Department of Homeland Security - efficient bureaucratic behemoth or costly edifice

March 2nd, 2011 - 5:59 pm ICT by ANI  

Washington, Mar.2 (ANI): A recent Gallup poll has found 56 percent of Americans opposing cuts to spending on homeland security programs with 42 percent in favor. By comparison, 61 percent oppose cuts to medicare.The above figures tell a story. Eight years after its creation to counter a possible repeat of 9/11. the Department of Homeland Security has grown into a bureaucratic behemoth, having the second-largest combined workforce behind the Department of Defense and a budget of 57 billion dollars requested for fiscal year 2012.

The department now leads the effort to prevent and disrupt terror attacks, screen airline passengers and cargo across the country, combat the sex trafficking of children, and patrol the borders and cyberspace, among many other duties.

Officials say despite the broad range of responsibilities and steep start up costs, the agency’s work is paying off and getting more efficient every day.

“Our nation is more secure than it was two years ago, and more secure than when DHS was founded,” ABC News quoted its Secretary, Janet Napolitano, as writing in a blog post to mark the anniversary.

Napolitano has heralded recent improvements in administrative efficiency, saving taxpayers close to a billion dollars, and reduced reliance on outside contractors by 11 percent, or 420 million dollars.

But some Republicans say the Department of Homeland Security has not done enough to reign in costs and curb its incremental growth. They believe now is the time to make cuts at the agency for the first time in its history.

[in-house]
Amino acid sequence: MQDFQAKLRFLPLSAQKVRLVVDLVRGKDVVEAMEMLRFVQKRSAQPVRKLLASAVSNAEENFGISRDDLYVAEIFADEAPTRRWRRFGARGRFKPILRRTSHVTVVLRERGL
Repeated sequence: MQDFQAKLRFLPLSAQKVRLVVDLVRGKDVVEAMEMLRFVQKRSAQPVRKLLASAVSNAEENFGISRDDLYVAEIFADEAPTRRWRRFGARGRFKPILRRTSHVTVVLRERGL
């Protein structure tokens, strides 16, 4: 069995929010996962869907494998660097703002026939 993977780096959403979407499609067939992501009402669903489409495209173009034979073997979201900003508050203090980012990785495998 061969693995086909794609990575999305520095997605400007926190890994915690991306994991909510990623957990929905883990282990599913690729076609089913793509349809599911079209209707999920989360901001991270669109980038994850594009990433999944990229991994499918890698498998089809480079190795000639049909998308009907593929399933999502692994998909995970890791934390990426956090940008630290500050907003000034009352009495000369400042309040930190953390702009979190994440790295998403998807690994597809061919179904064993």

Kentucky Republican Senator Rand Paul wants to cut the DHS budget by 43 percent, transferring the Coast Guard to the Department of Defense, privatizing more of the work currently done by TSA, and trimming remaining spending to 2008 levels.

Those steep cuts haven’t gained traction with many lawmakers. Some have proposed smaller reductions to key DHS priorities, including border security.

The House GOP budget approved last month would slash an estimated 600 million dollars for border security and immigration enforcement from the DHS budget for the remainder of this fiscal year.

“We cannot continue down this path of having double- and triple-digit spending increases on government agencies,” said House Budget Committee Chairman Paul Ryan of the bill.

“No matter how popular sounding these programs are, they mortgage our children’s future and they compromise our economic growth today,” he added.

Former Homeland Security Secretary Michael Chertoff said that the DHS has largely proven it is not inclined towards pet projects and abuses of discretionary funds that have characterized military spending. (ANI)

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